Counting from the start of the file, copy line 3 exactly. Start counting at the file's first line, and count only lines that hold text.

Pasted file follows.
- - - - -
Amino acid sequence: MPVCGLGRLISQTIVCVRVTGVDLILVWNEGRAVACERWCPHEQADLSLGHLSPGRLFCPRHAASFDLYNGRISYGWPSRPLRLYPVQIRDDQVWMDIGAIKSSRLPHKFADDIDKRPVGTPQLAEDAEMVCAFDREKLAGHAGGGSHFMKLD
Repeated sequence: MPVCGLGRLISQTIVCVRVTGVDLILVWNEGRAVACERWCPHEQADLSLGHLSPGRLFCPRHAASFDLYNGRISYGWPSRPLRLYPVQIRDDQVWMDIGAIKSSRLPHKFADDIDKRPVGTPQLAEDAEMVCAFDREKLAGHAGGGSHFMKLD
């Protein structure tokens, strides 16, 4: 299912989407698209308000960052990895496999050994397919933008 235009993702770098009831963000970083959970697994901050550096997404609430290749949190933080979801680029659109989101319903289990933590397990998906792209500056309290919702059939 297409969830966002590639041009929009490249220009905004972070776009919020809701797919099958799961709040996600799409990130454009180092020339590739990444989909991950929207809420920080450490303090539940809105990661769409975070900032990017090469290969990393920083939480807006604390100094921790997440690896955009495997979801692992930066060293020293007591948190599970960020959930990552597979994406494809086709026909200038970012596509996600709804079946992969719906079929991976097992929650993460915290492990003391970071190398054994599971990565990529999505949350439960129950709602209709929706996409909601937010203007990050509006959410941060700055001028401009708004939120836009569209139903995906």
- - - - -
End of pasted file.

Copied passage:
């Protein structure tokens, strides 16, 4: 299912989407698209308000960052990895496999050994397919933008 235009993702770098009831963000970083959970697994901050550096997404609430290749949190933080979801680029659109989101319903289990933590397990998906792209500056309290919702059939 297409969830966002590639041009929009490249220009905004972070776009919020809701797919099958799961709040996600799409990130454009180092020339590739990444989909991950929207809420920080450490303090539940809105990661769409975070900032990017090469290969990393920083939480807006604390100094921790997440690896955009495997979801692992930066060293020293007591948190599970960020959930990552597979994406494809086709026909200038970012596509996600709804079946992969719906079929991976097992929650993460915290492990003391970071190398054994599971990565990529999505949350439960129950709602209709929706996409909601937010203007990050509006959410941060700055001028401009708004939120836009569209139903995906």